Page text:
I did not grow up with Howard Hill or Fred Bear adventure stories.
To be honest, I didn’t know who they were until I was 14 years old and even then, it was because of Ted Nugent‘s television show. Hunting sounded like nothing more than a challenging adventure to me. There was a certain draw to it that I could not quite figure out.
My first real introduction to hunting came from my mentor and uncle. He taught me the ways of the past – tactics he learned from generations who never faced the small properties of modern suburbia. Old tactics were what they called old habits. Buck season became for them a holiday. Big deer drives were the main event, yet I never saw a buck during Buck Week. I found out pretty quickly that the best chances I would ever have to harvest a buck would be with a bow and arrow.
I delved into hunting, putting into practice the traditions I had been taught and reading hundreds of articles by prominent hunters throughout the industry. I sought to apply all of this knowledge only to learn a hard truth: hunting was not going to be easy. My coveted prize was the highly pressured, northwest New Jersey whitetails. If I wanted to hunt them, I knew I’d need to do it different than my predecessors.
So I experimented.
Because of my young age, I did not have much keeping me from the woods. I looked for adventure everyday in the tree line that skirted my back yard constantly adapting my methods. This past year, for the first time ever, I came across a couple books which spoke volumes to the type of hunting methods that I found myself adapting to.
The Urban Deer Complex and Urban Deer Complex 2.0 by A.J. DeRosa and Jesse St. Andre are the first books to capture the experience of the next generation of hunters. All the old saws of patterns, wind direction, and stand location do not really apply to the situations hunters face in the urban mecca of the northeast. The deer here are pressured not only by hunters, but by everyone in the neighborhood just living their daily life. As a result, you are not only patterning deer. You are patterning human activity: other hunters, joggers, dog walkers, traffic, little kids on playgrounds, and every other person whose behavior might affect a deer’s patterning.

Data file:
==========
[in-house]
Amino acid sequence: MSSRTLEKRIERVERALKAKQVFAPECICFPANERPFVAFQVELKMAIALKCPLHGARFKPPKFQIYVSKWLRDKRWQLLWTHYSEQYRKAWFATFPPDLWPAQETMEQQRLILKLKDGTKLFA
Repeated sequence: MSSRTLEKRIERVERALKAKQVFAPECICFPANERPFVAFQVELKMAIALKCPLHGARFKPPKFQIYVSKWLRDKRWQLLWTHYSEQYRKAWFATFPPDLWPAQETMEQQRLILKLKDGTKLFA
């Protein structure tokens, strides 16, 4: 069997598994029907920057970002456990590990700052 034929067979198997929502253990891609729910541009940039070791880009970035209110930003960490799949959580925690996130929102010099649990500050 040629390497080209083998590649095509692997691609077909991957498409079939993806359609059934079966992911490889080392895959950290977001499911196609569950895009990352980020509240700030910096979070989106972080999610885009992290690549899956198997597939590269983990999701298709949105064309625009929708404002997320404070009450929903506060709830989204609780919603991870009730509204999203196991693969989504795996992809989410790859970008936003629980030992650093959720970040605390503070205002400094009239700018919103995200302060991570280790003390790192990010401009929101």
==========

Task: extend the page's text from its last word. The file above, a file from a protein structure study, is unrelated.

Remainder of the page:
Adventure burns in all of us, but we capture it in our own ways. What worked for our fathers might not work for us. Because of this, the importance of adapting is immeasurable, especially in the environment we hunt and live in. The animal we chase has evolved to thrive in a landscape consumed by humans. You can find the next generation of hunters behind McMansions, in suburban lots and anywhere else in the inescapable urban sprawl. Luckily for us, the deer want to be here.
The orange army still marches on.
For some, adventure stops when the season stops. They get their hunting fix and move on with their day-to-day lives. For others, we will never get our hunting fix. The tribulations of the next generation of hunting births madness within us. Buck fever hits us like a high. And like a high, we can never seem to get enough. Each failure causes us to work harder. Each adventure fuels a fire deep inside us. The serene atmosphere of our backyards is untamed wilderness.
Last modified: January 9, 2019